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UCSD researchers say ‘nanosponges’ could be used as decoys to prevent COVID-19 infection

The coronavirus known as SARS-CoV-2, which causes the disease COVID-19, is seen isolated from a patient.
(National Institute of Allergy and Infectious Diseases)

UC San Diego says technology known as “nanosponges” developed by its engineers could work as a decoy to attract the coronavirus that causes COVID-19 and divert it from infecting human cells.

Researchers say lab experiments conducted at Boston University have shown promising signs that the nanosponge platform inhibits SARS-CoV-2’s viral infectivity, or its ability to enter host cells and replicate the virus. The nanosponges are cloaked in membranes from human cells such as lung epithelial and immune cells, which the virus would latch onto instead of actual human cells.

UCSD says experiments have shown that both lung cell and immune cell types of nanosponges have caused the virus to lose nearly 90 percent of its viral infectivity.

Liangfang Zhang, a nanoengineering professor at UCSD’s Jacobs School of Engineering, said the nanosponge platform was created more than a decade ago, but researchers recently began looking into its potential applications against COVID-19.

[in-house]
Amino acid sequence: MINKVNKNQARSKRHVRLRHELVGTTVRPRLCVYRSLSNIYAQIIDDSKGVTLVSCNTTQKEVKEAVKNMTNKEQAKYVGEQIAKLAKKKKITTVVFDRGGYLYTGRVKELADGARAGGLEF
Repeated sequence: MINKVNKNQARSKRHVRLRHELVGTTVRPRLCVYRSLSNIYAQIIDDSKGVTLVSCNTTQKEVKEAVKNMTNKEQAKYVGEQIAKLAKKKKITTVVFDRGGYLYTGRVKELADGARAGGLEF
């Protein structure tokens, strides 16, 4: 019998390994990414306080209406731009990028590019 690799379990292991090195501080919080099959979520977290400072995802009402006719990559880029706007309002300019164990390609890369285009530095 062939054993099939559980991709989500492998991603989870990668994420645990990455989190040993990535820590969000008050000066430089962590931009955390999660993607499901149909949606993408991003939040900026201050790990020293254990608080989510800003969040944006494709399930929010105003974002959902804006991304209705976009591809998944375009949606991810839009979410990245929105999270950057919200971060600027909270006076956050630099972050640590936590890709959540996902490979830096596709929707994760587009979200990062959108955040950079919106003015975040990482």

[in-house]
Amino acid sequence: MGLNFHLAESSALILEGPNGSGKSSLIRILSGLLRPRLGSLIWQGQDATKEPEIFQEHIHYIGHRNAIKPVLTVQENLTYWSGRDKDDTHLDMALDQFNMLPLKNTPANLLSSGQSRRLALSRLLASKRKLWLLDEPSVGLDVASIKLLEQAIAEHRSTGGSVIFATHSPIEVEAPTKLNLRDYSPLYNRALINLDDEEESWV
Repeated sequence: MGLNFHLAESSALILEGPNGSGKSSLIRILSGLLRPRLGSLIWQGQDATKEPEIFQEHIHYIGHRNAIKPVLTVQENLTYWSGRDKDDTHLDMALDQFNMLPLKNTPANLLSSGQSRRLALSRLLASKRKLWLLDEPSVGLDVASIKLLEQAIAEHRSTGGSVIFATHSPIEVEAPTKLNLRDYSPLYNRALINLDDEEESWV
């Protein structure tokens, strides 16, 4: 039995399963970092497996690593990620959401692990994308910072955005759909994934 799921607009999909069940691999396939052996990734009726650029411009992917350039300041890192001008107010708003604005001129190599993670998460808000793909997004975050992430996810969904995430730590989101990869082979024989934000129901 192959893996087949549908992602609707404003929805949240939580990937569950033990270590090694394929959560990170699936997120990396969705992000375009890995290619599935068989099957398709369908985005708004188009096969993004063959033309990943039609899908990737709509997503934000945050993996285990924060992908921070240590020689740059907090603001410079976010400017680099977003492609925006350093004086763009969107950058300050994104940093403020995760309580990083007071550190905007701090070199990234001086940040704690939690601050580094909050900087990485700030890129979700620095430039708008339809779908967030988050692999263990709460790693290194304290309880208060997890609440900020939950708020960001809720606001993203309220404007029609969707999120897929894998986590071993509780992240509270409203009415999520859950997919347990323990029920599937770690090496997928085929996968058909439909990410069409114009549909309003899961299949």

“Traditionally, drug developers for infectious diseases dive deep on the details of the pathogen in order to find druggable targets. Our approach is different. We only need to know what the target cells are. And then we aim to protect the targets by creating biomimetic decoys,” Zhang said.

Researchers anticipate the nanosponges also would work against new mutations of the coronavirus.

“Another interesting aspect of our approach is that even as SARS-CoV-2 mutates, as long as the virus can still invade the cells we are mimicking, our nanosponge approach should still work,” Zhang said. " I’m not sure this can be said for some of the vaccines and therapeutics that are currently being developed.”

The effectiveness of the nanosponges will be evaluated in animal models in the next few months. Significant testing must be done before its efficacy in humans can be tested, according to UCSD. ◆